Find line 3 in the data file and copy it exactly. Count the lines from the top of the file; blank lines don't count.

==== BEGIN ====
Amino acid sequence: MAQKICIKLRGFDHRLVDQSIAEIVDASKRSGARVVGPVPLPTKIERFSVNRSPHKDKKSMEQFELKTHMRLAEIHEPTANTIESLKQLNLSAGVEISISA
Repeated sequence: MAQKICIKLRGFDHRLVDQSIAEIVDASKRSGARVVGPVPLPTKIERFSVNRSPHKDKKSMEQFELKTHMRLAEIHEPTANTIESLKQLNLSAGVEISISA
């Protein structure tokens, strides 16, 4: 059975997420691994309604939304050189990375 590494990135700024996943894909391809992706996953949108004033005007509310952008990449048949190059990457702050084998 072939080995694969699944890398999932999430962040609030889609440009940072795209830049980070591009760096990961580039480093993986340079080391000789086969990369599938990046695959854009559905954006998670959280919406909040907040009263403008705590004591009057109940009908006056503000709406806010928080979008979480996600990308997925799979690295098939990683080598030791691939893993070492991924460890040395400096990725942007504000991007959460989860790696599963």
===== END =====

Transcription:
């Protein structure tokens, strides 16, 4: 059975997420691994309604939304050189990375 590494990135700024996943894909391809992706996953949108004033005007509310952008990449048949190059990457702050084998 072939080995694969699944890398999932999430962040609030889609440009940072795209830049980070591009760096990961580039480093993986340079080391000789086969990369599938990046695959854009559905954006998670959280919406909040907040009263403008705590004591009057109940009908006056503000709406806010928080979008979480996600990308997925799979690295098939990683080598030791691939893993070492991924460890040395400096990725942007504000991007959460989860790696599963």